Those opposed to reform – when they aren’t shaming calls for gun control – often resort to diversionary tactics.  Guns don’t kill people they say, people do. It’s not a gun problem that caused Sutherland, President Trump said; it’s a mental health problem. But both can be true. 

Often people with mental health problems succumb to the scourge of illegal drugs. But do we hear our leaders say “heroin doesn’t kill people, people do”? No, we criminalize heroin. 

Another common diversionary refrain is that gun control is useless because those bent on doing violence will find a way. Senate Majority Leader McConnell said just after Sutherland that “it’s hard to envision a foolproof way to prevent individual outrages by evil people.” Really? So we should do nothing? Do we hear our generals say we shouldn’t pursue ISIS because some terrorists will be successful anyway, because you can’t stop all evil? No, we do everything we can, and even that is not enough.

It appears that some Americans are waking up to this political game of charades. Exit polls in Ralph Northam’s impressive rout of Ed Gillespie in the Virginia governor’s race showed gun policy as the number two issue on the minds of voters. There is a growing interest in meaningful and substantive reform. So what can we do?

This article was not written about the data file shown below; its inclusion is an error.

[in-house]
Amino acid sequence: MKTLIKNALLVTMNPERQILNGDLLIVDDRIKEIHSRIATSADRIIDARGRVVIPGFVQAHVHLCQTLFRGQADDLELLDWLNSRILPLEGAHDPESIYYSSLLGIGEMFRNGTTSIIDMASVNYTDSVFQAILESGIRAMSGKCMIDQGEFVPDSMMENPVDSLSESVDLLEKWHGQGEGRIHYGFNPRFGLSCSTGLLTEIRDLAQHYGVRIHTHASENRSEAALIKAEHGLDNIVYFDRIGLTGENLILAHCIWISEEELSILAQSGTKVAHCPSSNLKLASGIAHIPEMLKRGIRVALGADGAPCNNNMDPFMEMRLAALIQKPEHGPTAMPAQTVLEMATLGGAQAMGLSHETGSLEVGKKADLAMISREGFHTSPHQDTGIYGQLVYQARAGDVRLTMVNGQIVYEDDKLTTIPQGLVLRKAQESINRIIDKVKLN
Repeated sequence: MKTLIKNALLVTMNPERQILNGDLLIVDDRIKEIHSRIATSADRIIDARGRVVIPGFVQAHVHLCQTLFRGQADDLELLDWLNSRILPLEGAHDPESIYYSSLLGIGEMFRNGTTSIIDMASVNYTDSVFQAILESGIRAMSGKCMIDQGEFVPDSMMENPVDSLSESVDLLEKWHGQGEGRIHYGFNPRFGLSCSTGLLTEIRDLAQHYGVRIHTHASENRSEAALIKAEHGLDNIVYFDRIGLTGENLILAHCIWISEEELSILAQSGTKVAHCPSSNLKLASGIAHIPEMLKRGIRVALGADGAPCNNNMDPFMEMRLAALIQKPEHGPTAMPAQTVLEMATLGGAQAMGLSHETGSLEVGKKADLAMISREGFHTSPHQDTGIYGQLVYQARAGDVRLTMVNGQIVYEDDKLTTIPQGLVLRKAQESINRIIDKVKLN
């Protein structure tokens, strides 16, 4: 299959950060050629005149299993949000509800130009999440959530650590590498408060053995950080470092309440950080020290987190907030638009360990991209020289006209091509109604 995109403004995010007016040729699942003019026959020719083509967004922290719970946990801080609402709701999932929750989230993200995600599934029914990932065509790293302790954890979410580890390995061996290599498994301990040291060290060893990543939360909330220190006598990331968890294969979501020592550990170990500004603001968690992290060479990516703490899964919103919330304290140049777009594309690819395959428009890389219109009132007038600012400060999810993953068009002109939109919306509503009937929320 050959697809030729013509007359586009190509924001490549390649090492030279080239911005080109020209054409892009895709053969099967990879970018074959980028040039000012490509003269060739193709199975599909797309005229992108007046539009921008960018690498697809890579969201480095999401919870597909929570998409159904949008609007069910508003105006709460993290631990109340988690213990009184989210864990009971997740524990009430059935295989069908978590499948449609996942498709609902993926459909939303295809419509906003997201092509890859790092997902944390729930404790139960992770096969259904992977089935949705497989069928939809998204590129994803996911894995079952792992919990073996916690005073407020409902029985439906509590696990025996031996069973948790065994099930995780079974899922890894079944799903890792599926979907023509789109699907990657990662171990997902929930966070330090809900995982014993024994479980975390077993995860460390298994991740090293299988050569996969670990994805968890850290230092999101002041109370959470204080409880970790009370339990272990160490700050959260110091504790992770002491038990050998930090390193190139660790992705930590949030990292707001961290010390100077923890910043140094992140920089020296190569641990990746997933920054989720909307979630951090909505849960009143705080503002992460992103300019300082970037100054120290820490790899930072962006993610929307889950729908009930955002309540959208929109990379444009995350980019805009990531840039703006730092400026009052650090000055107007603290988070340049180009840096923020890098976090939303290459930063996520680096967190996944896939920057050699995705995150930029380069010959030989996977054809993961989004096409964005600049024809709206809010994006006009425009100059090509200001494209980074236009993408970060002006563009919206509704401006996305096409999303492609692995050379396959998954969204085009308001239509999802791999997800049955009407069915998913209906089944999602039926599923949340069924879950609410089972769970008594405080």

Off the bat, Democrats need to acknowledge the sincere views of Americans on the other side of the debate. Listening before acting is the first prerequisite to successful compromise. Gun-loving Americans believe that the 2nd Amendment protects their right to buy as many guns as they want. There are also many Americans, more than most liberals believe, that purchase guns to protect them against potential tyranny of the state. And, perhaps most importantly, most strong defenders of the 2nd Amendment don’t believe gun control advocates want to stop at minimally invasive reform. We won’t stop at background checks and a ban on bump stocks, they say. Rather, those reforms – which assuredly are supported by a vast majority of Americans – are suspiciously viewed as just the tip of the iceberg and the proverbial camel’s nose under the tent. Once enacted, and after the next mass shooting proves they didn’t change anything, 2nd Amendment enthusiasts argue policy makers will turn to all that’s left – biometric markers, expensive gun registries, forced gun buybacks, and eventually, taking away their guns themselves.